# both sub- and superscript together?

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If you want to use both subscript and superscript *together*, how do
you make them align horizontally?

E.g., I want to have a^2_i (read in LaTeX), how do you make both '2'
and 'i' align horizontally? The usual way of doing it:

a<sup>2</sup><sub>i</sub>

will make '2' appear before 'i'.

Thanks!

## Re: both sub- and superscript together?

On 7/3/2007 2:40 PM, Ben wrote:

Before anyone asks "Why?", note that having both superscripts and
subscripts on the same variable is not unusual in mathmatics (e.g., in
harmonic analysis).

--

David E. Ross
<http://www.rossde.com/ .

Don't ask "Why is there road rage?"  Instead, ask
"Why NOT Road Rage?" or "Why Is There No Such
Thing as Fast Enough?"
<http://www.rossde.com/roadrage.html

## Re: both sub- and superscript together?

David E. Ross wrote:

...

Maths and chemistry tend to leave the simple (sequential) text
formatting capabilities. I also vaguely remember 6 pre/post/above/below
sub/superscripts, developed for an international standards project...

If you can't find an appropriate representation in Unicode, you better
may use a graphical representation, or a specialized display object.

DoDi

## Re: both sub- and superscript together?

a<sup>2</sup><sub style='position: relative; left: -.5em;'>i</sub> ?

--
Richard.

## Re: both sub- and superscript together?

It works - very nice! Thank you,

Ben

## Re: both sub- and superscript together?

Scripsit Ben:

Unfortunately, that's mostly an illusion. Test it using different fonts and
different browsers, and you'll probably see many variants ranging from very
nice to really awful, like the superscript and the subscript overlaid.

When you shift the subscript to the left - which you can do with other
techniques as well (see e.g. http://www.cs.tut.fi/~jkorpela/math/#subsup ),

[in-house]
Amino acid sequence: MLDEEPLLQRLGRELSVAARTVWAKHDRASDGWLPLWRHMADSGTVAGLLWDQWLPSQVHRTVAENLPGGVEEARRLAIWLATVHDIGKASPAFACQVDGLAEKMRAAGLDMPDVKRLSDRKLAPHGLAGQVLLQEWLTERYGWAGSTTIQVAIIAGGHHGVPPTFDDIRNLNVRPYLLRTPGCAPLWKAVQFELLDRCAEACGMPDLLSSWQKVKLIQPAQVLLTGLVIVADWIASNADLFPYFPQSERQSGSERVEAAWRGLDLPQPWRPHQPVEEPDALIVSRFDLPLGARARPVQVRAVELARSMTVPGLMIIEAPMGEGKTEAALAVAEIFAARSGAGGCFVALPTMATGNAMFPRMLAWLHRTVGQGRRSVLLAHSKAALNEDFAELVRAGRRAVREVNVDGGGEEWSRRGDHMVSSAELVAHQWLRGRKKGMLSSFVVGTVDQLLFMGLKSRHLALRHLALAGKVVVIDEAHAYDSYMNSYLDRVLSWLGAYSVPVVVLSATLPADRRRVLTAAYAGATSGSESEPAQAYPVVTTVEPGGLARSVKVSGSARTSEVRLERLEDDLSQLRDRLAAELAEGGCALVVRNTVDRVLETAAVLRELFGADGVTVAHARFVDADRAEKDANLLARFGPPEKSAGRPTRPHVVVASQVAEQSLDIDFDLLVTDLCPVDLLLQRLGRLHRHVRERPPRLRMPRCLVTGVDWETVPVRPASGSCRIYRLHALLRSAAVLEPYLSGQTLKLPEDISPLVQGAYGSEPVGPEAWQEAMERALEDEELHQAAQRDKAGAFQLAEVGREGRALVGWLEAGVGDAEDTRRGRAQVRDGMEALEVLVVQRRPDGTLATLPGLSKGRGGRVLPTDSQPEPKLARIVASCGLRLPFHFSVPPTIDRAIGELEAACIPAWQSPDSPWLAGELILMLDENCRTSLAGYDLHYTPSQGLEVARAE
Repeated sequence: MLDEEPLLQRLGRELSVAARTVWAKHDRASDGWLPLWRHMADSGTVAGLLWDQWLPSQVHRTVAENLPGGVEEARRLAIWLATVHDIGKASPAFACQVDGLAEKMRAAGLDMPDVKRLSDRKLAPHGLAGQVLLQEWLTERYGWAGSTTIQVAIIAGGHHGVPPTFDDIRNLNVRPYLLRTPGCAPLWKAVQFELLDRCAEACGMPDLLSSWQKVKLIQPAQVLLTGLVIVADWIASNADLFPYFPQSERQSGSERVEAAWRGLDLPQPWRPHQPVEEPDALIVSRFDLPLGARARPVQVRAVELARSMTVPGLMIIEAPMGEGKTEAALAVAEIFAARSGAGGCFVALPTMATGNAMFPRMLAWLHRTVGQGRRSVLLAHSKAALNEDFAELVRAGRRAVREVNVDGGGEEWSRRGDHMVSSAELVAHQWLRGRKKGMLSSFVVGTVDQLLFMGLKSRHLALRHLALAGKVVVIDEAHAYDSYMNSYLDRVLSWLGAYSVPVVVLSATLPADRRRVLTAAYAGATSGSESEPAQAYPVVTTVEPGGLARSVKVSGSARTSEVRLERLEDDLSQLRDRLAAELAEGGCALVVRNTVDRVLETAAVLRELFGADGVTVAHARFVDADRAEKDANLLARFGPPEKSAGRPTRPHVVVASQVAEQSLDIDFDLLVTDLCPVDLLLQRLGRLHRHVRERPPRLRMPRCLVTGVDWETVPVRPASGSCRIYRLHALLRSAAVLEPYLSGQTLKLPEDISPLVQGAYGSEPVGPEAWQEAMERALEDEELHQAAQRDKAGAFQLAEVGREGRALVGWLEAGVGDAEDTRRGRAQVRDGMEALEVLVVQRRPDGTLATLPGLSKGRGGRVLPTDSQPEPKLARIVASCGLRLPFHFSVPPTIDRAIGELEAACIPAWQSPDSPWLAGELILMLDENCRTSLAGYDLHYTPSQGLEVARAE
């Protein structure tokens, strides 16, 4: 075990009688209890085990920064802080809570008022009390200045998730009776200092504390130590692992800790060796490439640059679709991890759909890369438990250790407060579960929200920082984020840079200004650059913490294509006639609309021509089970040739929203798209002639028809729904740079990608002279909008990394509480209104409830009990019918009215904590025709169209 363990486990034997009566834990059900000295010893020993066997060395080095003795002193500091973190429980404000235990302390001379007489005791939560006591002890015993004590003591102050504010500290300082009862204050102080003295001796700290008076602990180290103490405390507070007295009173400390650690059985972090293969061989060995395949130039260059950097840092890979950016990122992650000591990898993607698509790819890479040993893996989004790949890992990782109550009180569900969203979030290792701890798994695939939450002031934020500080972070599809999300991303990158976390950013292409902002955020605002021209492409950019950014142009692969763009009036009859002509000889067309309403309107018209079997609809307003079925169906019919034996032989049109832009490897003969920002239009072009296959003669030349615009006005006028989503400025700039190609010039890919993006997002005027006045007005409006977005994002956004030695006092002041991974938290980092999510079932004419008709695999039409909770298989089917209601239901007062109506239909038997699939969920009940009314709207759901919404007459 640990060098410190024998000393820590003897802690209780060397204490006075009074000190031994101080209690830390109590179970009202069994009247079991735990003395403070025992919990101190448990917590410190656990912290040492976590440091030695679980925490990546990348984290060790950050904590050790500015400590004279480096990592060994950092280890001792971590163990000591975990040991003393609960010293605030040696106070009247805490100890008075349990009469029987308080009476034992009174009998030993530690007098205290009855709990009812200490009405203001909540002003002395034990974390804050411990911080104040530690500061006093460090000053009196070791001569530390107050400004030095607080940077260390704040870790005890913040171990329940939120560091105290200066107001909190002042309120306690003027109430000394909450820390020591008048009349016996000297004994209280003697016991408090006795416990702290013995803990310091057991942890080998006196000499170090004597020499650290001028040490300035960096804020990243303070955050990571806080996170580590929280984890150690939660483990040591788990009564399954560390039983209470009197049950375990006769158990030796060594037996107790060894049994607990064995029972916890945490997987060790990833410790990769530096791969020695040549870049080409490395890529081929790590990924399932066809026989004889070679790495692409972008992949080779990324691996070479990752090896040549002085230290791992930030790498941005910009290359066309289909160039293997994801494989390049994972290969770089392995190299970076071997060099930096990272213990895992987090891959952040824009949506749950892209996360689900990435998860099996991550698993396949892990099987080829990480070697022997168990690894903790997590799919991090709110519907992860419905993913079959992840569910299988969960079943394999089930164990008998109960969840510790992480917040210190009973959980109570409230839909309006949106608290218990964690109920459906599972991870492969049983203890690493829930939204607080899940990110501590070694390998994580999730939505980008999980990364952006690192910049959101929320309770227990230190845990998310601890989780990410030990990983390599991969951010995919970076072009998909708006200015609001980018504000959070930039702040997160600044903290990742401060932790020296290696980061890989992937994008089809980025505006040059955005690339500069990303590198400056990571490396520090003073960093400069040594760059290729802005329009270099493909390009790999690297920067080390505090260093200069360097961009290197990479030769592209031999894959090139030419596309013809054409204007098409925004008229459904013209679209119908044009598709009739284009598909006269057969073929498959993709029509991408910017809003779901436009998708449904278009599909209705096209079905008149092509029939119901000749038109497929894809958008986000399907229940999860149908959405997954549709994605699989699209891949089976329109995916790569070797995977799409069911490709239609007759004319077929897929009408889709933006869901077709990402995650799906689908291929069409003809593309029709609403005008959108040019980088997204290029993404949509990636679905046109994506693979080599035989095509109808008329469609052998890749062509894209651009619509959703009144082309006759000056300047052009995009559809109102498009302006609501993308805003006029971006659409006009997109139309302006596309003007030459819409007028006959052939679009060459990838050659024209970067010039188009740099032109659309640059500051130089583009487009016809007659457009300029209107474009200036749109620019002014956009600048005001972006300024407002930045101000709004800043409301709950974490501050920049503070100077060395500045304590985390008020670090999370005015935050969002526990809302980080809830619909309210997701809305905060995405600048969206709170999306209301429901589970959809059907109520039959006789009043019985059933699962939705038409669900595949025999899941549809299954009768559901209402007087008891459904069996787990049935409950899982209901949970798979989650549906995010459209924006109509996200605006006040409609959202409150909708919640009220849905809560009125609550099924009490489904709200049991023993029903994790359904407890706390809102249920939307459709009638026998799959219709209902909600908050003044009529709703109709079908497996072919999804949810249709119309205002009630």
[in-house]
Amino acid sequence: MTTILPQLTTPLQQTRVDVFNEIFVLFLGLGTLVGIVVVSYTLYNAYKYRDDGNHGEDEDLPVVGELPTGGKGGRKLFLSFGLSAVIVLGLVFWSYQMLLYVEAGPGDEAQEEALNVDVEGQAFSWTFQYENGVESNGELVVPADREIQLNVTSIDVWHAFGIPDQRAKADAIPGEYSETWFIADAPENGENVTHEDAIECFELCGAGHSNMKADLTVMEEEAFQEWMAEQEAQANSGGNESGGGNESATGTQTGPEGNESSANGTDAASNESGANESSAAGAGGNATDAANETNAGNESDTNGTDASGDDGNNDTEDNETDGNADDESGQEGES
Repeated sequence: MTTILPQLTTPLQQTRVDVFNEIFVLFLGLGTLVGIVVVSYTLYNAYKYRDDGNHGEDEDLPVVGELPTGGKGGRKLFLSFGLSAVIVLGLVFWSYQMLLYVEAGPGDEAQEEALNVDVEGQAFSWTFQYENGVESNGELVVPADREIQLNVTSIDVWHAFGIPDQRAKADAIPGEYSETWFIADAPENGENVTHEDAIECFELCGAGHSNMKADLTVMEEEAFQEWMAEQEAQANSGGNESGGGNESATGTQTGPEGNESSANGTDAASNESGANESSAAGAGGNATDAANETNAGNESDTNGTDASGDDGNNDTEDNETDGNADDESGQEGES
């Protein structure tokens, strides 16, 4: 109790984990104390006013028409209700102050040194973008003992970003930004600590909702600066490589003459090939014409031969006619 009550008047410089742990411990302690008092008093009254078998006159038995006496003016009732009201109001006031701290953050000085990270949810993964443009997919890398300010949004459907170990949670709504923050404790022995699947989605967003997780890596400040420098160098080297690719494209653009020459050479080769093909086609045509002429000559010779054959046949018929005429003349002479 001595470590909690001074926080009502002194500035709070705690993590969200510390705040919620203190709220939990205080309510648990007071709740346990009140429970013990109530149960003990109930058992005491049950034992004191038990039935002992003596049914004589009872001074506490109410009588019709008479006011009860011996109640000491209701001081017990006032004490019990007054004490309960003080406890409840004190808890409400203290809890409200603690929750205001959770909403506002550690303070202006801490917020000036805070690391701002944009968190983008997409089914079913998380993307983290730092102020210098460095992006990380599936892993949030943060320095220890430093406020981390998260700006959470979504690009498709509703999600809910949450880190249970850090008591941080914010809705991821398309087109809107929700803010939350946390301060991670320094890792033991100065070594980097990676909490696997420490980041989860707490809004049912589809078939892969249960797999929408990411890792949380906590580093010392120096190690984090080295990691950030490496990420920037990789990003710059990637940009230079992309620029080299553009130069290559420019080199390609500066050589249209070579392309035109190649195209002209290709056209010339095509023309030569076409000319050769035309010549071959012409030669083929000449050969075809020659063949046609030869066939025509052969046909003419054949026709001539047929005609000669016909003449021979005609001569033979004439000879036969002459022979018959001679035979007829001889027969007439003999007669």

you need to make a guess or an estimate on how much it needs to be shifted
to reach the same horizontal position as the superscript. The real effect
depends on the font, and using the em unit does not solve all the problems
here.

So you need to be careful, and the results will still vary, though perhaps
tolerably. It is essential to vertical-align for sup and sub, since
otherwise the effects will be far too different on IE and Firefox (which
have rather different defaults for it).

From the HTML perspective, the basic problem is in that sub and sup elements
are defined in a rather presentation-oriented manner rather than
structurally. When you write <sub>i</sub>, you're saying that i is a
subscript but not what it is associated with. In the given case, "i" is a
subscript for "a" whereas "2" is a superscript (exponent) for the expression
consisting of "a" with subscript "i". There is no way to express this
structural relationship in HTML.

Andreas effectively suggested the safe approach of giving up the idea of
imitating the conventional mathematical notation and using parentheses to
indicate the structure. It unambiguously indicates the meaning, though in a
style that differs from normal math texts. Other approaches involve various
risks, so you need to weigh the risks against the desirability of "math
style" rendering.

--
Jukka K. Korpela ("Yucca")
http://www.cs.tut.fi/~jkorpela/

## Re: both sub- and superscript together?

If you add a span:

a<span class="xscript"><sup>200</sup><sub>i</sub></span>

you can use:

span.xscript {
position: relative;
}
span.xscript sub {
position: absolute;
left: 0.1em;
bottom: -1ex;
}

You might find the small left value is not to your taste.  Of course,
all hell breaks loose if the subscript is longer than the superscript.

I feel sure there are better solutions -- I just can think of any
right now.

--
Ben.

## Re: both sub- and superscript together?

On Tue, 3 Jul 2007, Ben wrote:

Use parentheses:

(a<sub>i</sub>)<sup>2</sup>

http://www.unics.uni-hannover.de/nhtcapri/mathematics.html
http://www.cs.tut.fi/~jkorpela/math /

--
In memoriam Alan J. Flavell
http://groups.google.com/groups/search?q=author:Alan.J.Flavell

## Re: both sub- and superscript together?

Depending on the audience I'd consider rendering LaTeX into an img and
add an alt attribute containing the LaTeX code, at least if you start
using more complicated formulae. A better alternative, if it was more
widely supported already, would be to use MathML
(http://en.wikipedia.org/wiki/MathML ).

Cheers,

Thomas Luzat